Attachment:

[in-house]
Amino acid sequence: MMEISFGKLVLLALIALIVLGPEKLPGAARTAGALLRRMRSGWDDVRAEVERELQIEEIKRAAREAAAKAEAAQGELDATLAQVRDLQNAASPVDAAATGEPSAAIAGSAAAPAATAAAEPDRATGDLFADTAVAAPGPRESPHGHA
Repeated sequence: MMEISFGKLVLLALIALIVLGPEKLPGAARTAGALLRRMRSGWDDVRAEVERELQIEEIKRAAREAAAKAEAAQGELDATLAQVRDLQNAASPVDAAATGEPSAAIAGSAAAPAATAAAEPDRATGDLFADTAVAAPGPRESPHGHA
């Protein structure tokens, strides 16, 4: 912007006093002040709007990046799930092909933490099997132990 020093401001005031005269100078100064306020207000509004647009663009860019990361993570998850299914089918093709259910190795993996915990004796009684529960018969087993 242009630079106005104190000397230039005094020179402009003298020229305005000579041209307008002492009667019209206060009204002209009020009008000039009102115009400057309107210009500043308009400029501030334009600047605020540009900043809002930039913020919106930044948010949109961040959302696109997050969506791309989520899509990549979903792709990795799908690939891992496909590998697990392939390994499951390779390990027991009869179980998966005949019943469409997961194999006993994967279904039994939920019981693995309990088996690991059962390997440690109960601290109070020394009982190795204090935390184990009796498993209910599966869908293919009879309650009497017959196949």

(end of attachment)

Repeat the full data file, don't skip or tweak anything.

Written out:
[in-house]
Amino acid sequence: MMEISFGKLVLLALIALIVLGPEKLPGAARTAGALLRRMRSGWDDVRAEVERELQIEEIKRAAREAAAKAEAAQGELDATLAQVRDLQNAASPVDAAATGEPSAAIAGSAAAPAATAAAEPDRATGDLFADTAVAAPGPRESPHGHA
Repeated sequence: MMEISFGKLVLLALIALIVLGPEKLPGAARTAGALLRRMRSGWDDVRAEVERELQIEEIKRAAREAAAKAEAAQGELDATLAQVRDLQNAASPVDAAATGEPSAAIAGSAAAPAATAAAEPDRATGDLFADTAVAAPGPRESPHGHA
């Protein structure tokens, strides 16, 4: 912007006093002040709007990046799930092909933490099997132990 020093401001005031005269100078100064306020207000509004647009663009860019990361993570998850299914089918093709259910190795993996915990004796009684529960018969087993 242009630079106005104190000397230039005094020179402009003298020229305005000579041209307008002492009667019209206060009204002209009020009008000039009102115009400057309107210009500043308009400029501030334009600047605020540009900043809002930039913020919106930044948010949109961040959302696109997050969506791309989520899509990549979903792709990795799908690939891992496909590998697990392939390994499951390779390990027991009869179980998966005949019943469409997961194999006993994967279904039994939920019981693995309990088996690991059962390997440690109960601290109070020394009982190795204090935390184990009796498993209910599966869908293919009879309650009497017959196949």